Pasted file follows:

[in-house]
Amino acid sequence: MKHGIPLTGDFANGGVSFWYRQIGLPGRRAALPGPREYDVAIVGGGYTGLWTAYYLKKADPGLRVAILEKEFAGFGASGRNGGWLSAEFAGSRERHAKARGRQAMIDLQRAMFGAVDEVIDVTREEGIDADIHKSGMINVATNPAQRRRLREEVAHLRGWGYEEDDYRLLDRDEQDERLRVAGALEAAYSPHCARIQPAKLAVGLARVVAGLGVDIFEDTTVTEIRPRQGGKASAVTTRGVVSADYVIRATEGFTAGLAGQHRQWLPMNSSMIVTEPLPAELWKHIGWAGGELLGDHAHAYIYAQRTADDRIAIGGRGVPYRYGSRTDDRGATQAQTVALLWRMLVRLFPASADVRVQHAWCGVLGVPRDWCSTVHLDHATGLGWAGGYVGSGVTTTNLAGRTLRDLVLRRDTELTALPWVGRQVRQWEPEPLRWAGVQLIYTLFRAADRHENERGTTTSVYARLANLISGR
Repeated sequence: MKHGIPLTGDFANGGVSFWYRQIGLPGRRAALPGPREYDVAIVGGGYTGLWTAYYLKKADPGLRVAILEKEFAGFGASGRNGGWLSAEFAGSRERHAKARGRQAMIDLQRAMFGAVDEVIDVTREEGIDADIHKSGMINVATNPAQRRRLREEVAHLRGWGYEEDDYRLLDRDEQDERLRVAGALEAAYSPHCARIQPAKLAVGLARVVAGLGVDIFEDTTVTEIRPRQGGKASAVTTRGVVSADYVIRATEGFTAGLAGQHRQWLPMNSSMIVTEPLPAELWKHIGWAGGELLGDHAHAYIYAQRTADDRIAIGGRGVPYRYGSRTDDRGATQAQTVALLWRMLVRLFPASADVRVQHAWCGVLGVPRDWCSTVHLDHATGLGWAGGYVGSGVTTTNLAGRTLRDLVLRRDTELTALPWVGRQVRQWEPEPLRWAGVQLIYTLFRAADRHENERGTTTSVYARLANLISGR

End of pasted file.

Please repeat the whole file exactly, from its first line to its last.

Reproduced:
[in-house]
Amino acid sequence: MKHGIPLTGDFANGGVSFWYRQIGLPGRRAALPGPREYDVAIVGGGYTGLWTAYYLKKADPGLRVAILEKEFAGFGASGRNGGWLSAEFAGSRERHAKARGRQAMIDLQRAMFGAVDEVIDVTREEGIDADIHKSGMINVATNPAQRRRLREEVAHLRGWGYEEDDYRLLDRDEQDERLRVAGALEAAYSPHCARIQPAKLAVGLARVVAGLGVDIFEDTTVTEIRPRQGGKASAVTTRGVVSADYVIRATEGFTAGLAGQHRQWLPMNSSMIVTEPLPAELWKHIGWAGGELLGDHAHAYIYAQRTADDRIAIGGRGVPYRYGSRTDDRGATQAQTVALLWRMLVRLFPASADVRVQHAWCGVLGVPRDWCSTVHLDHATGLGWAGGYVGSGVTTTNLAGRTLRDLVLRRDTELTALPWVGRQVRQWEPEPLRWAGVQLIYTLFRAADRHENERGTTTSVYARLANLISGR
Repeated sequence: MKHGIPLTGDFANGGVSFWYRQIGLPGRRAALPGPREYDVAIVGGGYTGLWTAYYLKKADPGLRVAILEKEFAGFGASGRNGGWLSAEFAGSRERHAKARGRQAMIDLQRAMFGAVDEVIDVTREEGIDADIHKSGMINVATNPAQRRRLREEVAHLRGWGYEEDDYRLLDRDEQDERLRVAGALEAAYSPHCARIQPAKLAVGLARVVAGLGVDIFEDTTVTEIRPRQGGKASAVTTRGVVSADYVIRATEGFTAGLAGQHRQWLPMNSSMIVTEPLPAELWKHIGWAGGELLGDHAHAYIYAQRTADDRIAIGGRGVPYRYGSRTDDRGATQAQTVALLWRMLVRLFPASADVRVQHAWCGVLGVPRDWCSTVHLDHATGLGWAGGYVGSGVTTTNLAGRTLRDLVLRRDTELTALPWVGRQVRQWEPEPLRWAGVQLIYTLFRAADRHENERGTTTSVYARLANLISGR